Study Questions Aspirin Resistance And Benefits Of Coating Tablets
Connie K. Ho for redOrbit.com — Your Universe Online
One out of 5 U.S. adults take aspirin on a daily basis. With this in mind, scientists from the Perelman School of Medicine at the University of Pennsylvania (UPenn) set out to study “aspirin resistance” and discovered that resistance to low-dose aspirin therapy is not all that common. Experts say this calls into question the common practice of using blood and urine screens to test for aspirin resistance.
According to The New York Times, the study was partially funded by aspirin manufacturer Bayer and the results of the study were recently published in the journal Circulation. Aspirin has been used for years for its benefits in the prevention of heart disease. For people who have suffered a heart attack, taking low-dose aspirin can help reduce the possibly of a second heart attack by approximately one fifth.
Previous prevention studies have found that, for patients who have never had a heart attack, taking low-dose aspirin can reduce the risk of having a heart attack about the same amount as the risk of causing the person´s stomach to bleed.
“The incidence of true aspirin resistance is vanishingly small, and the idea of testing for it is seriously undermined by this study,” commented Dr. Garret FitzGerald, director of the Institute for Translational Medicine and Therapeutics at UPenn, in an article on Philly.com.
In the study, the researchers looked for patients who had a genetic resistance to aspirin. They examined 400 healthy volunteers who considered themselves to be truly resistant to the advantages of using aspirin due to their consistently weak anti-clotting ability. They also looked at two tests that were thought to diagnose a patient´s aspirin resistance. One screening technique was a blood test and another was an FDA-approved urine test that looks for an indirect marker of platelet stickiness.
The scientists did not find “aspirin resistance,” but they did discover people who had “pseudoresistance” based on aspirin´s ability to possibly protect the stomach. As such, neither screening test was supported in the study.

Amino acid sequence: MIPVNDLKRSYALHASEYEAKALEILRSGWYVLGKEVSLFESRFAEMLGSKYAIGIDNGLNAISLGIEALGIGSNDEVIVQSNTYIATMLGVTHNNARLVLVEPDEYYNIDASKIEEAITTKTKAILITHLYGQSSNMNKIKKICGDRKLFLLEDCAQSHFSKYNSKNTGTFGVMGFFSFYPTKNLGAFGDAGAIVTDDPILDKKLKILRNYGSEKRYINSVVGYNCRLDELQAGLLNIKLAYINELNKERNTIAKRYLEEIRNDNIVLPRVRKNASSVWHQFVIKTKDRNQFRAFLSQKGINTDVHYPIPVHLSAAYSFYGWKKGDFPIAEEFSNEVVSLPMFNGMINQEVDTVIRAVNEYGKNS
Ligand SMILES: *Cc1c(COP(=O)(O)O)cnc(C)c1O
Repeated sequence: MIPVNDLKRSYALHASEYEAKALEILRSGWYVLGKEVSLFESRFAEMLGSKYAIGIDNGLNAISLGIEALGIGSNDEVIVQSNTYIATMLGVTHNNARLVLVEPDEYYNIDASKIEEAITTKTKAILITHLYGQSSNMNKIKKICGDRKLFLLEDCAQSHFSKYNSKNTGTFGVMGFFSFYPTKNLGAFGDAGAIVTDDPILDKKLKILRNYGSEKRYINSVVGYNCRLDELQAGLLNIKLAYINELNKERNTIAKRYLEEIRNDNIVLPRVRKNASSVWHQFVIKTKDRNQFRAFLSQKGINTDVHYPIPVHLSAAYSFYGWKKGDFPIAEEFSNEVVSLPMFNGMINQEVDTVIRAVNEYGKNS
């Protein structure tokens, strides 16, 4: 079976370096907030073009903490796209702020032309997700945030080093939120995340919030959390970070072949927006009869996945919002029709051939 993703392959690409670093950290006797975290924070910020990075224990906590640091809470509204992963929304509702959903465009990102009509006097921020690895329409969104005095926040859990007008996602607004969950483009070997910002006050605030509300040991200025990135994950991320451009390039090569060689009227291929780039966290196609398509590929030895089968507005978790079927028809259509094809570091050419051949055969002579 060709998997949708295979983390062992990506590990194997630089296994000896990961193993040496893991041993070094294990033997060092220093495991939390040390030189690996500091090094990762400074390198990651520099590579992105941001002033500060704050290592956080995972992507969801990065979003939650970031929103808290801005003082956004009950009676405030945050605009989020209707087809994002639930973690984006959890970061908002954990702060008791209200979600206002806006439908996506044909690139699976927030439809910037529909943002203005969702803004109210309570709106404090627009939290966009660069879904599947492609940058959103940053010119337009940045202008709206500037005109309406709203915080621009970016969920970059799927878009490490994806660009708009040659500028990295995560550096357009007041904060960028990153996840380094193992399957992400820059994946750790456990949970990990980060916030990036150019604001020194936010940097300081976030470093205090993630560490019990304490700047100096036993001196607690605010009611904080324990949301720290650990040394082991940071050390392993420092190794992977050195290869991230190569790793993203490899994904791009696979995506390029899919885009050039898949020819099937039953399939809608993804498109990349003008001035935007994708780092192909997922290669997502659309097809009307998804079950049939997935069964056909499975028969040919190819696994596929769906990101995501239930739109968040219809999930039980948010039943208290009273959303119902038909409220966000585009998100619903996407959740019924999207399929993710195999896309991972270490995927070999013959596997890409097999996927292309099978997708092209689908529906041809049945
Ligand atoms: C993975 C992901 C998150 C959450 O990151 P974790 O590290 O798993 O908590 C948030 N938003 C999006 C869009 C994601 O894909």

“When we looked for aspirin resistance using the platelet test, it detected it in about one-third of our volunteers,” explained Dr. Tilo Grosser, a research assistant professor of Pharmacology at UPenn, in a prepared statement. “But, when we looked a second time at the incidence of aspirin resistance in the volunteers, the one-third that we measured who was now resistant was mostly different people. Nobody had a stable pattern of resistance that was specific to coated aspirin.”
The team of investigators also decided to compare the result of coated aspirin along with regular uncoated aspirin in a volunteer subgroup. They found that the coating slowed down the absorption compared to the uncoated aspirin, which caused a false view of aspirin resistance for people who were taking the coated aspirin. Coated aspirin is more expensive than the cheap, generic version of uncoated aspirin, but the coated aspirin did not prove to decrease the possibly of serious stomach bleeds as compared to uncoated aspirin.
“These studies question the value of coated, low-dose aspirin,” remarked FitzGerald, an expert on blood clotting, in the statement. “This product adds cost to treatment, without any clear benefit. Indeed, it may lead to the false diagnosis of aspirin resistance and the failure to provide patients with an effective therapy. Our results also call into question the value of using office tests to look for such resistance.”
Others have contested the results of the study.
“Obviously, this study was in healthy volunteers, so it’s a bit difficult to make a direct translation to patients with a stroke or cardiac event,” said Brian Bartolomeo, market development manager for Accumetrics, the company that makes the blood tests.